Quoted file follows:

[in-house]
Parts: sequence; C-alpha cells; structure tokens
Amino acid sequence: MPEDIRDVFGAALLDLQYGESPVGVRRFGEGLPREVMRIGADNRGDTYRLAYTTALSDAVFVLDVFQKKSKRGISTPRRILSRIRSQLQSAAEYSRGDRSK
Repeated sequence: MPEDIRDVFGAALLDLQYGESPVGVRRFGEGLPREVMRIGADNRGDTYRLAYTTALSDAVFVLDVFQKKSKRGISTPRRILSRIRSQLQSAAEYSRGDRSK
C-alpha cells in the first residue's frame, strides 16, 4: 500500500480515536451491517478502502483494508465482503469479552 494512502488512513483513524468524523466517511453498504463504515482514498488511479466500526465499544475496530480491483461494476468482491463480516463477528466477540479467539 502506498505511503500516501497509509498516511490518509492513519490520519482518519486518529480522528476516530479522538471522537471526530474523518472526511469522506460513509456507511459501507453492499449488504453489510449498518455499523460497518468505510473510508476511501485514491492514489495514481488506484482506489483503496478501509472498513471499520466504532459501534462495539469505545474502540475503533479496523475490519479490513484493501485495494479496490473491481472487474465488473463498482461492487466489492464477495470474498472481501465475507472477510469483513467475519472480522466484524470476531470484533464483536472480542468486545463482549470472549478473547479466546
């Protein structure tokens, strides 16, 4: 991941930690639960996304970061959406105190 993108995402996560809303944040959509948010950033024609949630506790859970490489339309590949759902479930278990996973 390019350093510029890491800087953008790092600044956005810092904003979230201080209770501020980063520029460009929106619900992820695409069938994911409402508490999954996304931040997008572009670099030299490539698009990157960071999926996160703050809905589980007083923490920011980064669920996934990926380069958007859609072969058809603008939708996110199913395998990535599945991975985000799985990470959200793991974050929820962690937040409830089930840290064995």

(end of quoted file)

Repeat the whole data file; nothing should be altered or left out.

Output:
[in-house]
Parts: sequence; C-alpha cells; structure tokens
Amino acid sequence: MPEDIRDVFGAALLDLQYGESPVGVRRFGEGLPREVMRIGADNRGDTYRLAYTTALSDAVFVLDVFQKKSKRGISTPRRILSRIRSQLQSAAEYSRGDRSK
Repeated sequence: MPEDIRDVFGAALLDLQYGESPVGVRRFGEGLPREVMRIGADNRGDTYRLAYTTALSDAVFVLDVFQKKSKRGISTPRRILSRIRSQLQSAAEYSRGDRSK
C-alpha cells in the first residue's frame, strides 16, 4: 500500500480515536451491517478502502483494508465482503469479552 494512502488512513483513524468524523466517511453498504463504515482514498488511479466500526465499544475496530480491483461494476468482491463480516463477528466477540479467539 502506498505511503500516501497509509498516511490518509492513519490520519482518519486518529480522528476516530479522538471522537471526530474523518472526511469522506460513509456507511459501507453492499449488504453489510449498518455499523460497518468505510473510508476511501485514491492514489495514481488506484482506489483503496478501509472498513471499520466504532459501534462495539469505545474502540475503533479496523475490519479490513484493501485495494479496490473491481472487474465488473463498482461492487466489492464477495470474498472481501465475507472477510469483513467475519472480522466484524470476531470484533464483536472480542468486545463482549470472549478473547479466546
């Protein structure tokens, strides 16, 4: 991941930690639960996304970061959406105190 993108995402996560809303944040959509948010950033024609949630506790859970490489339309590949759902479930278990996973 390019350093510029890491800087953008790092600044956005810092904003979230201080209770501020980063520029460009929106619900992820695409069938994911409402508490999954996304931040997008572009670099030299490539698009990157960071999926996160703050809905589980007083923490920011980064669920996934990926380069958007859609072969058809603008939708996110199913395998990535599945991975985000799985990470959200793991974050929820962690937040409830089930840290064995």